Is Avery Dennison (NYSE:AVY) A Risky Investment?

By
Simply Wall St
Published
February 17, 2022
NYSE:AVY
Source: Shutterstock

David Iben put it well when he said, 'Volatility is not a risk we care about. What we care about is avoiding the permanent loss of capital.' When we think about how risky a company is, we always like to look at its use of debt, since debt overload can lead to ruin. We can see that Avery Dennison Corporation (NYSE:AVY) does use debt in its business. But the more important question is: how much risk is that debt creating?

What Risk Does Debt Bring?

Debt assists a business until the business has trouble paying it off, either with new capital or with free cash flow. In the worst case scenario, a company can go bankrupt if it cannot pay its creditors. However, a more common (but still painful) scenario is that it has to raise new equity capital at a low price, thus permanently diluting shareholders. Of course, plenty of companies use debt to fund growth, without any negative consequences. The first thing to do when considering how much debt a business uses is to look at its cash and debt together.

View our latest analysis for Avery Dennison

What Is Avery Dennison's Net Debt?

You can click the graphic below for the historical numbers, but it shows that as of January 2022 Avery Dennison had US$3.10b of debt, an increase on US$2.13b, over one year. However, because it has a cash reserve of US$162.7m, its net debt is less, at about US$2.94b.

debt-equity-history-analysis
NYSE:AVY Debt to Equity History February 17th 2022

How Strong Is Avery Dennison's Balance Sheet?

According to the last reported balance sheet, Avery Dennison had liabilities of US$2.55b due within 12 months, and liabilities of US$3.50b due beyond 12 months. Offsetting this, it had US$162.7m in cash and US$1.42b in receivables that were due within 12 months. So its liabilities outweigh the sum of its cash and (near-term) receivables by US$4.46b.

This deficit isn't so bad because Avery Dennison is worth a massive US$15.3b, and thus could probably raise enough capital to shore up its balance sheet, if the need arose. But it's clear that we should definitely closely examine whether it can manage its debt without dilution.

We use two main ratios to inform us about debt levels relative to earnings. The first is net debt divided by earnings before interest, tax, depreciation, and amortization (EBITDA), while the second is how many times its earnings before interest and tax (EBIT) covers its interest expense (or its interest cover, for short). Thus we consider debt relative to earnings both with and without depreciation and amortization expenses.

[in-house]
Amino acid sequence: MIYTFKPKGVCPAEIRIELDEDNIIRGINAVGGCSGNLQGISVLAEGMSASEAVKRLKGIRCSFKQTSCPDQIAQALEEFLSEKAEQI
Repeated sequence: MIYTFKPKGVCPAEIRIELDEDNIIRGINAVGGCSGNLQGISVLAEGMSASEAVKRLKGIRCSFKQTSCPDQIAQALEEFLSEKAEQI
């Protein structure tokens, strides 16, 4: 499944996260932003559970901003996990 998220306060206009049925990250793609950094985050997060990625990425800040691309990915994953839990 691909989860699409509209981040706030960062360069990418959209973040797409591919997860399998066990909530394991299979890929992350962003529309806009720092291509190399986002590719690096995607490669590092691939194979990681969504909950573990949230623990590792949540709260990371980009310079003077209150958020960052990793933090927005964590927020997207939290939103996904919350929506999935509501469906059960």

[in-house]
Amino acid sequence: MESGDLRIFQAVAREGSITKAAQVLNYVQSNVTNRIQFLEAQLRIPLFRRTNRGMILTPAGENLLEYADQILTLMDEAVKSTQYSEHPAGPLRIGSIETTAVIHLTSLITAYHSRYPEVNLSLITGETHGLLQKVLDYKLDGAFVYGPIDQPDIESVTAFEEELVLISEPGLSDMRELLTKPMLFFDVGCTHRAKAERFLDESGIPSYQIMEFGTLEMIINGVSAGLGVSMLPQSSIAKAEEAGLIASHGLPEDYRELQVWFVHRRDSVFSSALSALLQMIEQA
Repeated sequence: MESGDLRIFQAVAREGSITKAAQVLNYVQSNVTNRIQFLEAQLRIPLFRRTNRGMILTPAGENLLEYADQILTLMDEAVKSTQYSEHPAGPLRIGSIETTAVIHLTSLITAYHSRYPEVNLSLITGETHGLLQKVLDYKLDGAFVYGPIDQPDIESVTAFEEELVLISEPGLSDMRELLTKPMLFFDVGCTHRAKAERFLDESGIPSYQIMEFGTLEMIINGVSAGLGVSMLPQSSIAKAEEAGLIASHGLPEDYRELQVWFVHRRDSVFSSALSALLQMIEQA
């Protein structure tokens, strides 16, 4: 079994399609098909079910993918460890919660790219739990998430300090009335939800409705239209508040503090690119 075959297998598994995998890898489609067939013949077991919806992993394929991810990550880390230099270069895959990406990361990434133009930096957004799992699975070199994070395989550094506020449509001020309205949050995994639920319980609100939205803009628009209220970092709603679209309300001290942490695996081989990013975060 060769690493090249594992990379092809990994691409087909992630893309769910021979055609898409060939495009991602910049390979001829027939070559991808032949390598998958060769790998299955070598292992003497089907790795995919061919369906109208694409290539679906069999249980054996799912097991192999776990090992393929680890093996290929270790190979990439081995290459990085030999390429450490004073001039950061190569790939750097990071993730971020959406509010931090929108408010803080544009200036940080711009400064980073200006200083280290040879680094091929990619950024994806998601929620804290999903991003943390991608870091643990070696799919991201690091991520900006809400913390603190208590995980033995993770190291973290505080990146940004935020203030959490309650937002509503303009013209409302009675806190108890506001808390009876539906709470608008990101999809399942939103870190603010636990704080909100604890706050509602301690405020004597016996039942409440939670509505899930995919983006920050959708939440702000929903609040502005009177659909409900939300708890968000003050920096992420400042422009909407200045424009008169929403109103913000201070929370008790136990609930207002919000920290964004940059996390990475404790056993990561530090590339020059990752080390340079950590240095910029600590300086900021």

Avery Dennison's net debt to EBITDA ratio of about 2.2 suggests only moderate use of debt. And its commanding EBIT of 15.2 times its interest expense, implies the debt load is as light as a peacock feather. Also relevant is that Avery Dennison has grown its EBIT by a very respectable 22% in the last year, thus enhancing its ability to pay down debt. The balance sheet is clearly the area to focus on when you are analysing debt. But ultimately the future profitability of the business will decide if Avery Dennison can strengthen its balance sheet over time. So if you want to see what the professionals think, you might find this free report on analyst profit forecasts to be interesting.

But our final consideration is also important, because a company cannot pay debt with paper profits; it needs cold hard cash. So we clearly need to look at whether that EBIT is leading to corresponding free cash flow. Over the most recent three years, Avery Dennison recorded free cash flow worth 65% of its EBIT, which is around normal, given free cash flow excludes interest and tax. This cold hard cash means it can reduce its debt when it wants to.

Our View

Avery Dennison's interest cover suggests it can handle its debt as easily as Cristiano Ronaldo could score a goal against an under 14's goalkeeper. And that's just the beginning of the good news since its EBIT growth rate is also very heartening. When we consider the range of factors above, it looks like Avery Dennison is pretty sensible with its use of debt. That means they are taking on a bit more risk, in the hope of boosting shareholder returns. When analysing debt levels, the balance sheet is the obvious place to start. However, not all investment risk resides within the balance sheet - far from it. To that end, you should be aware of the 1 warning sign we've spotted with Avery Dennison .

If, after all that, you're more interested in a fast growing company with a rock-solid balance sheet, then check out our list of net cash growth stocks without delay.

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